Other aspects of the VOR are revealed by rotating a normal, upright human subject continuously at a constant velocity about an earth-vertical axis in darkness. This elicits an initially brisk vestibular nystagmus (Fig. 26A). As rotation progresses, the slow phase velocity of the per-rotatory nystagmus decreases to 0 following a roughly exponential time course (see VN I in Fig. 26A). The exponential time constant, Tvor, measures about 10–15 seconds. In many subjects a small-amplitude nystagmus builds and decays anew with anticompensatory slow phases (see VN II in Fig. 26A). When rotation ceases, postrotatory nystagmus starts with slow phases directed oppositely to the previous, per-rotatory slow phases (see Fig. 26B). Slow phase velocity during postrotatory nystagmus follows a time course that looks much like the mirror image of the per-rotatory pattern. Many subjects demonstrate a late reversed postrotatory nystagmus, as well.

Fig. 26. Continuous vestibular ocular reflex and optokinetic nystagmus. Per-rotatory nystagmus (A): continuous head rotation at constant velocity (H) begins from rest and elicits vestibular nystagmus. During the initial response phase (VN I) slow phase velocity jumps quickly to a compensatory level but decays to 0 in 20 to 30 seconds. In some patients, VN I is followed by a small-amplitude anticompensatory nystagmus that builds and subsides with a few minutes. Postrotatory nystagmus (B): Vestibular after-nystagmus elicited when rotation is terminated, mirrors the response in A. Optokinetic nystagmus (C): Continuous rotation of the visual world elicits enduring optokinetic nystagmus (OKN) for as long stimulation lasts. When lights are extinguished, a small-amplitude optokinetic after-nystagmus (OKAN I) continues in some subjects which may reverse direction (OKAN II). (Redrawn from Shupert C, Fuchs AF: Vision Res 28:585, 1988.)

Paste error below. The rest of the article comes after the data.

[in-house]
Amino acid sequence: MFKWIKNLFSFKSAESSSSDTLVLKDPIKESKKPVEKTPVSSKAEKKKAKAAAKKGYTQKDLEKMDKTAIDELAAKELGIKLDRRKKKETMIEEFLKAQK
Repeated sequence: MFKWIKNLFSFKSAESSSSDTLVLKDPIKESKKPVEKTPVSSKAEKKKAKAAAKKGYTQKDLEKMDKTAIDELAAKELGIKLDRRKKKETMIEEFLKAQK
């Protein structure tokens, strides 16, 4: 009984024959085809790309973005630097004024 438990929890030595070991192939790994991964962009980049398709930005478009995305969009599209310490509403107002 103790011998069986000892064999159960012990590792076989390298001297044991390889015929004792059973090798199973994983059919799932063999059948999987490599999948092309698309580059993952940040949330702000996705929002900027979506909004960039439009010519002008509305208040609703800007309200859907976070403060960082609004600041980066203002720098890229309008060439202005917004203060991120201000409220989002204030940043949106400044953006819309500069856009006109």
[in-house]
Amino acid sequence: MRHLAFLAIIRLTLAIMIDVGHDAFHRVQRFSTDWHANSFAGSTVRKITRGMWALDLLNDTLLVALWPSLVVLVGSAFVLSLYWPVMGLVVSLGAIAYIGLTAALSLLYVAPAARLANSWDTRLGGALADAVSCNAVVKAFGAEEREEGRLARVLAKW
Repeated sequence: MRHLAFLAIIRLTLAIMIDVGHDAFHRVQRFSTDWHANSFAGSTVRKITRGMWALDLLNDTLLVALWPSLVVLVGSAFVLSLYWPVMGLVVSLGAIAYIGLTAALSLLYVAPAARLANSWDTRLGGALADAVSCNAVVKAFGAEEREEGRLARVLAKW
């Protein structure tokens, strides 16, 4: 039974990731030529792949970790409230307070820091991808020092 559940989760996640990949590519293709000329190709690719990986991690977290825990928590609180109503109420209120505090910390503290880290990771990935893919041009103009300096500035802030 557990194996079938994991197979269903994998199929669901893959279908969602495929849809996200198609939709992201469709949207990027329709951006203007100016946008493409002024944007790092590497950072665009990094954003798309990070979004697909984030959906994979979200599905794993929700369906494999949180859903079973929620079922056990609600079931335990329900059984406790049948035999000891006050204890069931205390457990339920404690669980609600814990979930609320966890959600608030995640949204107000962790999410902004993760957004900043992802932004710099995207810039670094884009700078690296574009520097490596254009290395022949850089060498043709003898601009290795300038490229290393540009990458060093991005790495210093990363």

Efficiency of the VOR